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Nomorobo now lists Cox as a carrier for their service. However, I subsequently signed up for Nomorobo only to find out that simultaneous ring is only available in a few select Cox markets. Any idea when simultaneous ring will be available in the Hampton Roads, VA market? Thanks.
Well, it's now July 3rd, 2018 and still no Nomorobo on Cox here in Hampton Roads. Meanwhile, the info on the Nomorobo website is misleading new potential Cox phone customers. Ironic, when one considers that Nomorobo came about, in part, because of spoofing. Go figure.
Yea, I think some people don't want to give up the old NIUs and it holding the whole system up. Stubborn people!
Please explain how the choice of some customers, as you allege, not to upgrade their phone configuration to modem inband, prevents Cox from offering simultaneous ring to everyone else? Thanks.
AFAIK the new system,Cox Voice(CV), is not backward compatible with the oldest phone system, Cox Digital Telephone Circuit Switch (CDT-CS). This isn't to be confused with Packet Switch (CDT-PS) technology that is used with the current technology. PS uses a modem(eMTA) inside the house, but CS uses the older analog NIU on the outside of houses. Some people with security systems don't want to give up the older NIU because of the rewiring and/or reconfiguration of the security system to work with the new technology. Cox doesn't want to turn on CV in a area until everyone is on a eMTA, otherwise their phone will stop working. I am not saying it totally dictates the turn over date, but IMO it has an effect.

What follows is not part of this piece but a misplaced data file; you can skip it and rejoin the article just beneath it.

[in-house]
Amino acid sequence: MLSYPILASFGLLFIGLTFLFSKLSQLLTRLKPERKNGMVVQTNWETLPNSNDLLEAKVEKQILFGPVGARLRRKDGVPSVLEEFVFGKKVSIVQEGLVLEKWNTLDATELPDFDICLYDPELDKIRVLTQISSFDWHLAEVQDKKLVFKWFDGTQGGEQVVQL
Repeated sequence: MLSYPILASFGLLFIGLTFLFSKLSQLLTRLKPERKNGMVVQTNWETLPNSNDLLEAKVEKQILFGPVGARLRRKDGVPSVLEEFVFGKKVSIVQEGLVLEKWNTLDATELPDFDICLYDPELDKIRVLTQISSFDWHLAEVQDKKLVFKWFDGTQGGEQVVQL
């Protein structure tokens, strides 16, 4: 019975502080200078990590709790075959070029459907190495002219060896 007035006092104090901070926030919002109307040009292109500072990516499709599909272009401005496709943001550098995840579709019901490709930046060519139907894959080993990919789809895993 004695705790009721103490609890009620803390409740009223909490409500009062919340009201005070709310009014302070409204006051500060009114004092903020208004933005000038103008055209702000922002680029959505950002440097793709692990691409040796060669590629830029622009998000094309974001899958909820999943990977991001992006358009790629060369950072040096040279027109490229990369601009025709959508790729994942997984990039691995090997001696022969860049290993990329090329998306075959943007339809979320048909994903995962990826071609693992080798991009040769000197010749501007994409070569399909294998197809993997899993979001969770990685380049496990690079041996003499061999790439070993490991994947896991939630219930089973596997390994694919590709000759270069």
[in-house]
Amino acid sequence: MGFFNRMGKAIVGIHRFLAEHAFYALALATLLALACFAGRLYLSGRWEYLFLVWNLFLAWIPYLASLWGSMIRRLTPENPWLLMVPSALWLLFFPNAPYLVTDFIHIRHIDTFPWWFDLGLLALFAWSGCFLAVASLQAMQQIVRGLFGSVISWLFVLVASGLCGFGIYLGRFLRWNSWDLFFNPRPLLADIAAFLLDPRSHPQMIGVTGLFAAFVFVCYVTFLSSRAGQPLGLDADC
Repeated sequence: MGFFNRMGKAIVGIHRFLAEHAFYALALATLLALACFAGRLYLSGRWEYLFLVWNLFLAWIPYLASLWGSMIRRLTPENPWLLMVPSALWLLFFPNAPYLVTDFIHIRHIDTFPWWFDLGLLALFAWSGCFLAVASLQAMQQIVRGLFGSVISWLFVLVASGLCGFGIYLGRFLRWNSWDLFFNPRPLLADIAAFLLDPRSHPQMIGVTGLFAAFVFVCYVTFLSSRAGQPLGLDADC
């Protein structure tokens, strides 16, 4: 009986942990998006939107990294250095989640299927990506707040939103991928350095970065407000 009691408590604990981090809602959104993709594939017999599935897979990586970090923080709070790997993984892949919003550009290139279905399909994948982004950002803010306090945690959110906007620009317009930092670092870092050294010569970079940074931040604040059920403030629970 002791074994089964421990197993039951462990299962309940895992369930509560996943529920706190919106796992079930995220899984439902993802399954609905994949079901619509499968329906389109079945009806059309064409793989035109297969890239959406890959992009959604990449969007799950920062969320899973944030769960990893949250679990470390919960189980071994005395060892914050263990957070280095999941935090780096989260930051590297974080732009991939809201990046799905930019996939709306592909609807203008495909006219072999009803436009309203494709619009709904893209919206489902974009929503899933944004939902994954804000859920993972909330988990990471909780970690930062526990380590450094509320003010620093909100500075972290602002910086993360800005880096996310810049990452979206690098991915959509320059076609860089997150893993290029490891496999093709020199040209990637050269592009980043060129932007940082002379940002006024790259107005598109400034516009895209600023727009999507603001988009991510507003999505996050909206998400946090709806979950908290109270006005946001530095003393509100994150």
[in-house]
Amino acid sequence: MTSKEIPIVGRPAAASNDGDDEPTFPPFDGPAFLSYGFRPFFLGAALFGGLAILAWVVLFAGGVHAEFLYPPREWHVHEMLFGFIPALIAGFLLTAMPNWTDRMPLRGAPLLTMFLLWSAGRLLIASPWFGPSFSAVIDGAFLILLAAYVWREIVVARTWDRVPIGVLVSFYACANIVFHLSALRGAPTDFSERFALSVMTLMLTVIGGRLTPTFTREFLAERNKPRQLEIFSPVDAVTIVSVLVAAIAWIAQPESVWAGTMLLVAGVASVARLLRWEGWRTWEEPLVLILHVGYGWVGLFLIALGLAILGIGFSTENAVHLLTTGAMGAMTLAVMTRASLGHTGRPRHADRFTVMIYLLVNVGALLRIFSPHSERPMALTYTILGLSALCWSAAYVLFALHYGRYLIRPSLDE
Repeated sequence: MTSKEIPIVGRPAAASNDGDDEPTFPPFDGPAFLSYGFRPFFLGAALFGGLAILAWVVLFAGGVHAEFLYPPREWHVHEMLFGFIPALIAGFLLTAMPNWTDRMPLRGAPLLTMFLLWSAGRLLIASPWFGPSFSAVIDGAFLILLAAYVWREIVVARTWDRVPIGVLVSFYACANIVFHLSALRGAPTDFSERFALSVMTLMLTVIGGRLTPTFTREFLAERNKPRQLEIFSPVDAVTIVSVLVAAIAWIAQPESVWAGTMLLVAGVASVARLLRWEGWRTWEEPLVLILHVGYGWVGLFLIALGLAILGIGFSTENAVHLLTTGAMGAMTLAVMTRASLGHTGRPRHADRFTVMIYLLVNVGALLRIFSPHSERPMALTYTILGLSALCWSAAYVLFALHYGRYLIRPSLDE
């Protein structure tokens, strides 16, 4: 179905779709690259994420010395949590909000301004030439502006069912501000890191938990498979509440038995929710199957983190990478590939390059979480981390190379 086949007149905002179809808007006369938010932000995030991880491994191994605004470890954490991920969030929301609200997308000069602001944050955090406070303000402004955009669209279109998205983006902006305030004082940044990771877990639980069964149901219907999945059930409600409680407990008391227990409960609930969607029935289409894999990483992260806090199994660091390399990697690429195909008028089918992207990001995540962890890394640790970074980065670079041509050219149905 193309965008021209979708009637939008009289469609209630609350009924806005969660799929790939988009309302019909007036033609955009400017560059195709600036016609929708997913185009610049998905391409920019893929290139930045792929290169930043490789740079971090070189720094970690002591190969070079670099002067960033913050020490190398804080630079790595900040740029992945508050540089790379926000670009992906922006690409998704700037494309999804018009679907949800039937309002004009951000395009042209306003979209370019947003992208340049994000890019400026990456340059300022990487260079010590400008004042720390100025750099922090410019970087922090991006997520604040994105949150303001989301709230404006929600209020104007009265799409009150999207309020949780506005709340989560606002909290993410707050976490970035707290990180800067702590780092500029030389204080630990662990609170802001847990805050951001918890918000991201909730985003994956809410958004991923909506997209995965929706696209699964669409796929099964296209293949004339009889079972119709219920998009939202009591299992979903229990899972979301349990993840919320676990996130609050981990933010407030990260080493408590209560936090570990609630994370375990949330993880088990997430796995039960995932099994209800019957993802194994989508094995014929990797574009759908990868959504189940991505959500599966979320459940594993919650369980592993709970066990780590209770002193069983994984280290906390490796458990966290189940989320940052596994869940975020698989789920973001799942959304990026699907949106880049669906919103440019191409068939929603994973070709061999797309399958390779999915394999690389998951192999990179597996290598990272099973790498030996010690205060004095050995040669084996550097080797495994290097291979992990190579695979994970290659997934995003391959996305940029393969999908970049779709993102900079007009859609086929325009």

My reason for saying "modem inband" was to signal to you my understanding of the topology and instead focus on the issue of implemenation and cutover timetables. How much of what you just said from the standpoint of rollout is based on speculaion vs actual fact?
You do know I am just a user like you right? BTW, what does "modem inband" mean? Do you mean embedded like the E in eMTA?
You appear to be passing along an educated guess as actual fact. It's confusing to me when you don't specify which it is; speculation vs fact. Modem inband was two words I simply threw together in an analogous manner to distinguish between the users who have the old NIU configuration and those whose phone service goes through the eMTA modem. Inband is a term I borrowed from signaling schemes whereby in-band signaling travels on the same medium as the information, while out-of-band signaling travels outside of the medium used for transmission of the actual information. In this case, the eMTA carries both voice and data. I can only surmise that if users on the old configuration are using a different carrier frequency on the Cox broadband, then Cox will be able to reclaim that bandwidth once everyone is moved over to the eMTA configuration.